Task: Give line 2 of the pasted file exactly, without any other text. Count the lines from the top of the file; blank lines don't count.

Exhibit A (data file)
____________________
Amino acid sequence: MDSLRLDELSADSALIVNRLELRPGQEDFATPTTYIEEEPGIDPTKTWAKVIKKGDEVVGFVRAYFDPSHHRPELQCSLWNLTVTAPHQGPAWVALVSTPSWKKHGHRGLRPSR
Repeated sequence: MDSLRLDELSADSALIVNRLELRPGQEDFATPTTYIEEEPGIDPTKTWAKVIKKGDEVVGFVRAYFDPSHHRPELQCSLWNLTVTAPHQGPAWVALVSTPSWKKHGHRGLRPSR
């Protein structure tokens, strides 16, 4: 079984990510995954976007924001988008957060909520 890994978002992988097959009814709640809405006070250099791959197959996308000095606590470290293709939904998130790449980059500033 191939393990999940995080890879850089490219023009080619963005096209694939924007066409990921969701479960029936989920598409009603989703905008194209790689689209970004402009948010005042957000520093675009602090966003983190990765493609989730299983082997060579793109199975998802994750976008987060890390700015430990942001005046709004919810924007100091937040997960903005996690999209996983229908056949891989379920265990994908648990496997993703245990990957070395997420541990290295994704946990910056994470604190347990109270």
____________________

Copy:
Repeated sequence: MDSLRLDELSADSALIVNRLELRPGQEDFATPTTYIEEEPGIDPTKTWAKVIKKGDEVVGFVRAYFDPSHHRPELQCSLWNLTVTAPHQGPAWVALVSTPSWKKHGHRGLRPSR